In this paper, we demonstrate a multi-port, multi-wavelength supervisory system for the transmission line monitoring of bidirectional WDM-PON systems. OTDR technique, based on the most up-to-date technologies such as simplex coding, tunable source, and an optical switch were applied to demonstrate fast and reliable interrogation of a transmission line up to the 16 port × 32 node (512 users) capacity. A high speed DSP processor and a parallel data interface were employed in the hardware / firmware to facilitate matrix operations in the decoding process. Monitoring of individual subscriber’s lines for short-reach and long-reach (total link ~ 60km, at 23dB dynamic range) nodes was demonstrated without any transmission penalty to the service traffics (2.5Gbps / 125Mbps: down / up).
2. System description: WDM-PON
Figure 1 shows the schematic diagram of the WDM-PON supervisory system and experimental setup. Network elements of the WDM-PON system include: the optical line terminal (OLT), feeder fiber, remote node (RN), distribution fiber, and subscribers. OLTs in the central office (CO), were connected to corresponding WDM-PON links through a fiber distribution panel (FDP). A 1×16 optical switch (insertion loss = 1dB) was employed, to share the S-band supervisory system for different links operating at signal wavelength bands (C/L). The upgrade of the system for the accommodation of more WDM-PON links can be made by replacing the optical switch with one of higher port-number counts. SMFs of 10 km and 20 km were used in link No. 7 and link No. 15, respectively, for the verification of the supervisory system in the real set-up, instead of the full WDM-PON link. For link No. 1, a feeder fiber of 20 km (40 km), and a distribution fiber of 1 km and 10 km (20 km) were used to connect subscribers 4 and 25, respectively. For the downstream transmission, L-band (1573.95nm~1598.75nm) signals modulated in the CO were multiplexed by a 32 channel AWG of 100 GHz spacing (insertion loss = 6~7dB depending on channel number). The multiplexed signals were, then, de-multiplexed with a 1×32 AWG at RN after the feeder fiber, and sent to each subscriber. For the upstream transmission, C-band (1533.40~1558.20nm) DFB lasers were used.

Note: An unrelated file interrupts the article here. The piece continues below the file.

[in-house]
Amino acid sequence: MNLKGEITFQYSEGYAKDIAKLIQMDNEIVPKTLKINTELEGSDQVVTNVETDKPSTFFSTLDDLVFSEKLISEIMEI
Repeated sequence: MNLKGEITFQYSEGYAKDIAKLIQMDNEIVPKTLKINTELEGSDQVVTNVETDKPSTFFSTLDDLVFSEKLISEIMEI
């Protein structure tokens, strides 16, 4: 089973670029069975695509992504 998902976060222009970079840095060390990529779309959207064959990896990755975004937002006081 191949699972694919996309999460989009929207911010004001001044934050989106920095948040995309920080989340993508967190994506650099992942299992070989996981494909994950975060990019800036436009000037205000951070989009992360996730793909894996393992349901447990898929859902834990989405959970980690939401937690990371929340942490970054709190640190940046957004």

For the generation of the probe pulse (isolated, or coded) in the supervisory system, an S-band tunable laser (wavelength tuning speed for the worst case : from the last (32) to first channel ~ 0.3 second) and a modulated C/S-band semiconductor optical amplifier (SOA) were used in combination, at a wavelength of 1458.15~1481.76 nm, utilizing the cyclic property of the AWG (FSR of ~36nm, 3dB BW of 0.4nm, and maximum integrated crosstalk of -23dB).
A C-L/S band WDM coupler (C/L→ S isolation of >12dB and S→C/L isolation of >30dB) was employed in the FDP to couple the probe pulse and multiplexed downstream signals. WDM couplers were also placed after all the distribution fibers, to suppress the out-band crosstalk from probe pulses to subscriber receiver units.
3. Construction of the Surveillance System
Rayleigh backscattered lights from the transmission line when launching the simplex coded probe pulses were fed to the avalanche photo diode (APD) in the OTDR unit. After the decoding procedures on the back-scattered coded traces, a final OTDR trace in a conventional format was obtained . To resolve the added computational complexity from the decoding procedure involving matrix operations (compared to the simple averaging process in a conventional OTDR), a single board computer (SBC) unit was employed with a high-speed interface to the on-board DSP. After the averaging process in the DSP for traces of each corresponding code-word, the averaged coded traces were then sent to an advanced RISC machine (ARM) processor through a dual port random access memory (DPRAM). The traces were then sent to a SBC (using an Ethernet interface) where the decoding operation finally took place.
Figure 2 shows the schematic diagram of the hardware board layout and photographs of the constructed hardware including the case and display unit. The tunable coded-OTDR, power source, the ARM board, C-band TLS (wavelength tuning speed for the worst case : from the last (32) to first channel ~ 0.6 second), single board computer, and a 1×16 optical switch were mounted in the 3.5U case equipped with an LCD monitor, constituting an independent, stand-alone surveillance system. The connection for the surveillance system to the higher hierarchy management system was provided with a USB/Ethernet port along with a PS/2 port placed in the back panel of the system. Also placed in the back panel were the SC/APC output ports of the 1×16 switch, for the connection of WDM PON links. It is worth mentioning that a C-band TLS module was integrated in the board also with a C/S band WDM coupler, to support external sources (such as S-band tunable laser) operating at other surveillance wavelengths.